The host-finding ability of a field strain of the parasitoid Venturia canescens (Hymenoptera, Ichneumonidae) collected from dried cherries infested with the raisin moth (Cadra figulilella) was investigated in the presence of cues from larvae of three pyralid moth species, Ephestia kuehniella, Plodia interpunctella and C. figulilella, and also the hexane extract of infested host-food products, using a Y-tube olfactometer. Venturia canescens strongly preferred the larval-infested substrate or the kairomonal extract obtained from the same material over filtered air or uninfested substrate, demonstrating that the parasitoid was also attracted to the allelochemicals regardless of host species. The parasitoid had a preference for the product infested with the larvae of the species on which it had been reared (C. figulilella). This finding suggests that the emission of volatiles from the infested products in response to the feeding activity of the host larvae played an important role in the attraction of the parasitoid. The host-finding strategy of female parasitoids varied with the presence of different host species. This behaviour is important for both the mass rearing of V. canescens and for evaluating this species for the biological control of pyralid moth pests.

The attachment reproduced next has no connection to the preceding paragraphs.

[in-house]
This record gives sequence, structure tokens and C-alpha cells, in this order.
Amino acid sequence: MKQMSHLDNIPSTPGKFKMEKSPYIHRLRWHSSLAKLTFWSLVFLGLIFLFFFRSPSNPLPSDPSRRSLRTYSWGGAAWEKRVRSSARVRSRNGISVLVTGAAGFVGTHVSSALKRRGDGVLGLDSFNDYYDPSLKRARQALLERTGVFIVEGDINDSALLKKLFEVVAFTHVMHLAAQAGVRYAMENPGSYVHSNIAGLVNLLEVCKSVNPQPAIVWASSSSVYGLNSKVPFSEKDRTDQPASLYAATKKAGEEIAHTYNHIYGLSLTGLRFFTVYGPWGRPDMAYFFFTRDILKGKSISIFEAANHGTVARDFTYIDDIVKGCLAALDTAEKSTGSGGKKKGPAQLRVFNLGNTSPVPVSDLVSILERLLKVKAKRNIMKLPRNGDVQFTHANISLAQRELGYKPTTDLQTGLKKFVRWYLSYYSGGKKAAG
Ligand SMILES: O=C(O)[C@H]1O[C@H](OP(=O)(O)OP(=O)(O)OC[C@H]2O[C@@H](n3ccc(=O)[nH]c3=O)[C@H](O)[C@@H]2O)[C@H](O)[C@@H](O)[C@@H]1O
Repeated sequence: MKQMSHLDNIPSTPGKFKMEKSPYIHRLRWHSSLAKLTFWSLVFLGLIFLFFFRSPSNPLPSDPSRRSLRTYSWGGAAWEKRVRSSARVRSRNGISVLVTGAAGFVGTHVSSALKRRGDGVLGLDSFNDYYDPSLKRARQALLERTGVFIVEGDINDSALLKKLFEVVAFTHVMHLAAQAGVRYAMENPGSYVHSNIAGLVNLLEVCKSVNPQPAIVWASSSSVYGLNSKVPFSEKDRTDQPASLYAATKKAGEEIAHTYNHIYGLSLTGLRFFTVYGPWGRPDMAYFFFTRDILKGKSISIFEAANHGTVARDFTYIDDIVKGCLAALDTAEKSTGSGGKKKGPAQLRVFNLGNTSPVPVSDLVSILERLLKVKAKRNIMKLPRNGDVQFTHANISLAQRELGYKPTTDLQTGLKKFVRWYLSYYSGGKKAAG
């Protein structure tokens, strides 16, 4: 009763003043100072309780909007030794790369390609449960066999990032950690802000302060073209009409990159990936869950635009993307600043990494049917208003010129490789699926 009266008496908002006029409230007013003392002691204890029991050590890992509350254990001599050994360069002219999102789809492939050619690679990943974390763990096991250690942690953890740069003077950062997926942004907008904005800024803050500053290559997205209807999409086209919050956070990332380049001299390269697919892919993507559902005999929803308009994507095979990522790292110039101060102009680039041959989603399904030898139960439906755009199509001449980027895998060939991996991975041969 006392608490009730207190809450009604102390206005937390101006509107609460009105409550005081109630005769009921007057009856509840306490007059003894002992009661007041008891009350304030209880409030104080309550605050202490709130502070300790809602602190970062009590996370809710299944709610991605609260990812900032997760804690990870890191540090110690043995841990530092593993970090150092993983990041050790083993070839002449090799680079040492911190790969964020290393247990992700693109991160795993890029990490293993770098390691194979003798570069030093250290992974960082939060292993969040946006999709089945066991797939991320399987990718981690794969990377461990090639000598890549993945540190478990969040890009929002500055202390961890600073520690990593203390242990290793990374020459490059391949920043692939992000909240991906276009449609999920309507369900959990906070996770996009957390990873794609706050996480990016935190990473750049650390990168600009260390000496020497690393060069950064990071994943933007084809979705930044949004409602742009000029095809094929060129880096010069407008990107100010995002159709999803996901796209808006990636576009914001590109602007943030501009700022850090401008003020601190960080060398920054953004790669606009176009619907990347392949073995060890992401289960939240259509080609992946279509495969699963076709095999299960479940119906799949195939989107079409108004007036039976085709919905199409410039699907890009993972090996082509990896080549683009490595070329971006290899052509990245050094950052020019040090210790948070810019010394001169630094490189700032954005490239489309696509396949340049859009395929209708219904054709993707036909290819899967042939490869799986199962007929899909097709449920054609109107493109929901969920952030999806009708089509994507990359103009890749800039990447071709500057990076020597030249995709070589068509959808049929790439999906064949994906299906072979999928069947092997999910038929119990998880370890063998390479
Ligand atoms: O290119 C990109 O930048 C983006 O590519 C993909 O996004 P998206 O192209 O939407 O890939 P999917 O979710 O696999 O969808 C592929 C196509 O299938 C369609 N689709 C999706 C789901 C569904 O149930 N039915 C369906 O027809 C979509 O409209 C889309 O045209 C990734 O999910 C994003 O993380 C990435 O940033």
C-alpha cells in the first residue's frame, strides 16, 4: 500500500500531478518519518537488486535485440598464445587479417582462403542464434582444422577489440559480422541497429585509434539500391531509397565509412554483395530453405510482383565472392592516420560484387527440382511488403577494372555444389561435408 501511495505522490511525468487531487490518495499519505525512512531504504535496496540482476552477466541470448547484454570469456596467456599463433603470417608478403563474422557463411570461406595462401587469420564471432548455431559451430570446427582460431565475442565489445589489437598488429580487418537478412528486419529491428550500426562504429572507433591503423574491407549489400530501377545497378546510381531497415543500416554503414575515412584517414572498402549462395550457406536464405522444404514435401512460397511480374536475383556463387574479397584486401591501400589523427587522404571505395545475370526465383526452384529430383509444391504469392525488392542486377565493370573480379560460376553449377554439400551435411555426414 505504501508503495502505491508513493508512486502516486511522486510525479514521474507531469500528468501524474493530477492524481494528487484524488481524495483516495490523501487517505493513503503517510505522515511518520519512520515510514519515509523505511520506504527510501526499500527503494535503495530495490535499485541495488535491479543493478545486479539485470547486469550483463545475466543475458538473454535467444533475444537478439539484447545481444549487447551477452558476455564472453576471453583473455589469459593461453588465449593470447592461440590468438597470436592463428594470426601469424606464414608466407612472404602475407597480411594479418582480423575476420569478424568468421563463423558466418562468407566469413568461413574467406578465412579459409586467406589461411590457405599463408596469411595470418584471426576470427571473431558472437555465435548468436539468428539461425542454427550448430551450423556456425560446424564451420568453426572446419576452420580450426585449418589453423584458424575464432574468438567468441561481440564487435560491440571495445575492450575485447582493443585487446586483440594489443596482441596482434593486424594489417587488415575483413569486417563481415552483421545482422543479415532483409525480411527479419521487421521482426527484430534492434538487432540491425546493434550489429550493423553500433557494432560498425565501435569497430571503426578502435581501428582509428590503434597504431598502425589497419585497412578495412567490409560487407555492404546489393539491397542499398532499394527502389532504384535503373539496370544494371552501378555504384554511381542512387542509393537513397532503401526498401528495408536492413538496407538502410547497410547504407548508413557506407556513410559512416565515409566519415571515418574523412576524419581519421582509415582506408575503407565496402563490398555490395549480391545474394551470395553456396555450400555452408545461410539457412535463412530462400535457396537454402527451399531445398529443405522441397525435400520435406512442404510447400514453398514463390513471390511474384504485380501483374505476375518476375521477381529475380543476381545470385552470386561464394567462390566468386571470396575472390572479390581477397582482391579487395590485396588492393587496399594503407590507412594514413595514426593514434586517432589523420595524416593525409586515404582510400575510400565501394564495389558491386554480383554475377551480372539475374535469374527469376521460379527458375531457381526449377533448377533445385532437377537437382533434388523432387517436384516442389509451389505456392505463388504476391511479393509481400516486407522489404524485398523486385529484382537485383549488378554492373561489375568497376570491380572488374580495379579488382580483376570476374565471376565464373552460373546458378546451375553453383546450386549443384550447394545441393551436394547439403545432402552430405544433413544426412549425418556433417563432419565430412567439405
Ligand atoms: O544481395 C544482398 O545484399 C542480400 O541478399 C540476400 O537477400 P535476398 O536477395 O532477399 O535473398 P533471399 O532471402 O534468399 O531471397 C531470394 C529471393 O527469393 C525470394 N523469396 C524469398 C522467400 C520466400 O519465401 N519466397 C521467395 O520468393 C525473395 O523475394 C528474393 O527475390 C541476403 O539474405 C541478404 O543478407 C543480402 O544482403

Olfactometer responses of a wild strain of the parasitic wasp Venturia canescens (Hymenoptera, Ichneumonidae) obtained from its natural host Cadra figulilella (Lepidoptera, Pyralidae) to odours from three stored food products infested with pyralid pests

SUMA, POMPEO;RUSSO, Agatino
2014

Abstract

The host-finding ability of a field strain of the parasitoid Venturia canescens (Hymenoptera, Ichneumonidae) collected from dried cherries infested with the raisin moth (Cadra figulilella) was investigated in the presence of cues from larvae of three pyralid moth species, Ephestia kuehniella, Plodia interpunctella and C. figulilella, and also the hexane extract of infested host-food products, using a Y-tube olfactometer. Venturia canescens strongly preferred the larval-infested substrate or the kairomonal extract obtained from the same material over filtered air or uninfested substrate, demonstrating that the parasitoid was also attracted to the allelochemicals regardless of host species. The parasitoid had a preference for the product infested with the larvae of the species on which it had been reared (C. figulilella). This finding suggests that the emission of volatiles from the infested products in response to the feeding activity of the host larvae played an important role in the attraction of the parasitoid. The host-finding strategy of female parasitoids varied with the presence of different host species. This behaviour is important for both the mass rearing of V. canescens and for evaluating this species for the biological control of pyralid moth pests.
Host finding ; Raisin moth; Y-tube olfactometer ; Biological control
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Utilizza questo identificativo per citare o creare un link a questo documento: https://hdl.handle.net/20.500.11769/16465
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